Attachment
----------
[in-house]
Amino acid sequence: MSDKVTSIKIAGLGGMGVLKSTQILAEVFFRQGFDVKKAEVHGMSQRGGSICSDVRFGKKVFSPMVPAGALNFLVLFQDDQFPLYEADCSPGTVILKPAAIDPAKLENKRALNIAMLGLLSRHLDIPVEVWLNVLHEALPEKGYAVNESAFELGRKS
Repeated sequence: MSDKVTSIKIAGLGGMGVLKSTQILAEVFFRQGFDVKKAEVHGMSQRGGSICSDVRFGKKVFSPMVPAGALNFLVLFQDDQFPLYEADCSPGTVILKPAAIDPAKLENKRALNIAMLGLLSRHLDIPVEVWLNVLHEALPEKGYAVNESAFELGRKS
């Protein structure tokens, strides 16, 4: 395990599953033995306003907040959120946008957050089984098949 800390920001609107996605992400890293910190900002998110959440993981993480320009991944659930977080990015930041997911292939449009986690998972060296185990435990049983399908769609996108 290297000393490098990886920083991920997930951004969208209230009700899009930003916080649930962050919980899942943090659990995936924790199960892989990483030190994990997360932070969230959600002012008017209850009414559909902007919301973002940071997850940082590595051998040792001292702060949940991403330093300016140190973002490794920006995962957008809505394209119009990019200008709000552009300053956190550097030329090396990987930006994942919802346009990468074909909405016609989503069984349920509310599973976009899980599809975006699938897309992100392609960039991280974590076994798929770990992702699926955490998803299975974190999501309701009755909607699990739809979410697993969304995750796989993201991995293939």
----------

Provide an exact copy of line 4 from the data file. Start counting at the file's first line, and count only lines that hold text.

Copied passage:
């Protein structure tokens, strides 16, 4: 395990599953033995306003907040959120946008957050089984098949 800390920001609107996605992400890293910190900002998110959440993981993480320009991944659930977080990015930041997911292939449009986690998972060296185990435990049983399908769609996108 290297000393490098990886920083991920997930951004969208209230009700899009930003916080649930962050919980899942943090659990995936924790199960892989990483030190994990997360932070969230959600002012008017209850009414559909902007919301973002940071997850940082590595051998040792001292702060949940991403330093300016140190973002490794920006995962957008809505394209119009990019200008709000552009300053956190550097030329090396990987930006994942919802346009990468074909909405016609989503069984349920509310599973976009899980599809975006699938897309992100392609960039991280974590076994798929770990992702699926955490998803299975974190999501309701009755909607699990739809979410697993969304995750796989993201991995293939």